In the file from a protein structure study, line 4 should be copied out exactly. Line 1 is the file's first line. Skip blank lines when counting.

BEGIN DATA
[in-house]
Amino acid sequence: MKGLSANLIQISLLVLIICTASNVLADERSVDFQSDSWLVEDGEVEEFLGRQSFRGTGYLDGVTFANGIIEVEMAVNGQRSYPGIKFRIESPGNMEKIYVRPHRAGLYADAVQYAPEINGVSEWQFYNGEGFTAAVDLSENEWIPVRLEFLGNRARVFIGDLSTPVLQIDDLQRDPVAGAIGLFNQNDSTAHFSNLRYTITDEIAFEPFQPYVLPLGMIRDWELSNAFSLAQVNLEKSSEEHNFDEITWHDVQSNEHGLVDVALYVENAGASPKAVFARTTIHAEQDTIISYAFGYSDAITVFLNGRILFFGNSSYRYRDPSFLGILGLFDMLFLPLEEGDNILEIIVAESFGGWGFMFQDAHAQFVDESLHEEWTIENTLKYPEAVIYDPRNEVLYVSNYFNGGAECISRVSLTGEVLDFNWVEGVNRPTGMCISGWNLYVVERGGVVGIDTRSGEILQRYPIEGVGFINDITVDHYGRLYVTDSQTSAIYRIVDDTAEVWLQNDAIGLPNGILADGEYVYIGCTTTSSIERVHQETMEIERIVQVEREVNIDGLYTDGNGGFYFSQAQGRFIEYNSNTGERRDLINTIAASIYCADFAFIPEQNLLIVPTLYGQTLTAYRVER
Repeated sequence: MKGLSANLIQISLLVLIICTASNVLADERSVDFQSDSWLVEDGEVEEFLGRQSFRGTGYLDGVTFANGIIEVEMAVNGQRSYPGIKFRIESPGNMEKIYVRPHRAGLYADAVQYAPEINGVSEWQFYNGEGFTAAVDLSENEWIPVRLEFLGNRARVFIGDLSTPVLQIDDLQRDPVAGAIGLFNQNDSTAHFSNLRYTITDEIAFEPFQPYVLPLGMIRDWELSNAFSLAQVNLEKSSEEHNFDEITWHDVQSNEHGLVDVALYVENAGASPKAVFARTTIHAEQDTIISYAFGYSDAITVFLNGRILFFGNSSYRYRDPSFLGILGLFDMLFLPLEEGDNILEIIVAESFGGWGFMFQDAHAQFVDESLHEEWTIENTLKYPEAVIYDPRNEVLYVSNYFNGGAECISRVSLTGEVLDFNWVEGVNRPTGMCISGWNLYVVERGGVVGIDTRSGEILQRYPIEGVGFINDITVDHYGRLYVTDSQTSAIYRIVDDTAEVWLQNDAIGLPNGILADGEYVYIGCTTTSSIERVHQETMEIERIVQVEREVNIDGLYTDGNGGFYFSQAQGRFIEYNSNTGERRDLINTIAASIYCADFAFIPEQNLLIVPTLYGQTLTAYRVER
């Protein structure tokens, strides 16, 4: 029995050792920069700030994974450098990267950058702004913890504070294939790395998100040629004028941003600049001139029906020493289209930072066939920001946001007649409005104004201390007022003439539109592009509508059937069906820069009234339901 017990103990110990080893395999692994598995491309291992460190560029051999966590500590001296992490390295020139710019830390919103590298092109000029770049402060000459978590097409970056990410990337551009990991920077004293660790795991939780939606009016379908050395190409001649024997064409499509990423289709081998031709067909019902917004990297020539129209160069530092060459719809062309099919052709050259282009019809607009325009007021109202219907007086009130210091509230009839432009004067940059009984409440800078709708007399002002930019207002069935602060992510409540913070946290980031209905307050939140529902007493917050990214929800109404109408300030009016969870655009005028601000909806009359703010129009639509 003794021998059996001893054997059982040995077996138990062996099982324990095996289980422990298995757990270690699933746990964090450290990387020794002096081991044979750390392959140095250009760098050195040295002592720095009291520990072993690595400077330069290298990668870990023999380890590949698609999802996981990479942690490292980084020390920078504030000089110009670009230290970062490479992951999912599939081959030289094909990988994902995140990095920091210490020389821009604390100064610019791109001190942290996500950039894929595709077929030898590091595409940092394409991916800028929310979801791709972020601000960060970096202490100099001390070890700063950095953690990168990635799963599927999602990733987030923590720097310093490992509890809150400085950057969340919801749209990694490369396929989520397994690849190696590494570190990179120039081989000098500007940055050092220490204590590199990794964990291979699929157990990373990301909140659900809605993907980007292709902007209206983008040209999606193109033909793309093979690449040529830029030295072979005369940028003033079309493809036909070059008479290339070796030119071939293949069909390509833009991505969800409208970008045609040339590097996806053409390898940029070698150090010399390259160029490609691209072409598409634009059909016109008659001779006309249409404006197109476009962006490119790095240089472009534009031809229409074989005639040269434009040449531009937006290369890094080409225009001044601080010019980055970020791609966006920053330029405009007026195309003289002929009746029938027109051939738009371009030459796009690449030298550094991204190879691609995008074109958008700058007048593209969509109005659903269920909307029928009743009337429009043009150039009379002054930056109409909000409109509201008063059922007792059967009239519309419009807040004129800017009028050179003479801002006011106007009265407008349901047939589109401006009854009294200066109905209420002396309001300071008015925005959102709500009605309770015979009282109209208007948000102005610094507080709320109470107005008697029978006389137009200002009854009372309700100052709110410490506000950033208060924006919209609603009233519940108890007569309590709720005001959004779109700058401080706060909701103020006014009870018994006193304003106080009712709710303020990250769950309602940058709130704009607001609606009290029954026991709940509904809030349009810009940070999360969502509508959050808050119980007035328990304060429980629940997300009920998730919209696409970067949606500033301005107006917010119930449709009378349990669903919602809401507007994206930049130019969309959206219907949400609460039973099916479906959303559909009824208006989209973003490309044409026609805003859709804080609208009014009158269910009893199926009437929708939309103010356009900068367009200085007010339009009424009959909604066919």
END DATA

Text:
């Protein structure tokens, strides 16, 4: 029995050792920069700030994974450098990267950058702004913890504070294939790395998100040629004028941003600049001139029906020493289209930072066939920001946001007649409005104004201390007022003439539109592009509508059937069906820069009234339901 017990103990110990080893395999692994598995491309291992460190560029051999966590500590001296992490390295020139710019830390919103590298092109000029770049402060000459978590097409970056990410990337551009990991920077004293660790795991939780939606009016379908050395190409001649024997064409499509990423289709081998031709067909019902917004990297020539129209160069530092060459719809062309099919052709050259282009019809607009325009007021109202219907007086009130210091509230009839432009004067940059009984409440800078709708007399002002930019207002069935602060992510409540913070946290980031209905307050939140529902007493917050990214929800109404109408300030009016969870655009005028601000909806009359703010129009639509 003794021998059996001893054997059982040995077996138990062996099982324990095996289980422990298995757990270690699933746990964090450290990387020794002096081991044979750390392959140095250009760098050195040295002592720095009291520990072993690595400077330069290298990668870990023999380890590949698609999802996981990479942690490292980084020390920078504030000089110009670009230290970062490479992951999912599939081959030289094909990988994902995140990095920091210490020389821009604390100064610019791109001190942290996500950039894929595709077929030898590091595409940092394409991916800028929310979801791709972020601000960060970096202490100099001390070890700063950095953690990168990635799963599927999602990733987030923590720097310093490992509890809150400085950057969340919801749209990694490369396929989520397994690849190696590494570190990179120039081989000098500007940055050092220490204590590199990794964990291979699929157990990373990301909140659900809605993907980007292709902007209206983008040209999606193109033909793309093979690449040529830029030295072979005369940028003033079309493809036909070059008479290339070796030119071939293949069909390509833009991505969800409208970008045609040339590097996806053409390898940029070698150090010399390259160029490609691209072409598409634009059909016109008659001779006309249409404006197109476009962006490119790095240089472009534009031809229409074989005639040269434009040449531009937006290369890094080409225009001044601080010019980055970020791609966006920053330029405009007026195309003289002929009746029938027109051939738009371009030459796009690449030298550094991204190879691609995008074109958008700058007048593209969509109005659903269920909307029928009743009337429009043009150039009379002054930056109409909000409109509201008063059922007792059967009239519309419009807040004129800017009028050179003479801002006011106007009265407008349901047939589109401006009854009294200066109905209420002396309001300071008015925005959102709500009605309770015979009282109209208007948000102005610094507080709320109470107005008697029978006389137009200002009854009372309700100052709110410490506000950033208060924006919209609603009233519940108890007569309590709720005001959004779109700058401080706060909701103020006014009870018994006193304003106080009712709710303020990250769950309602940058709130704009607001609606009290029954026991709940509904809030349009810009940070999360969502509508959050808050119980007035328990304060429980629940997300009920998730919209696409970067949606500033301005107006917010119930449709009378349990669903919602809401507007994206930049130019969309959206219907949400609460039973099916479906959303559909009824208006989209973003490309044409026609805003859709804080609208009014009158269910009893199926009437929708939309103010356009900068367009200085007010339009009424009959909604066919």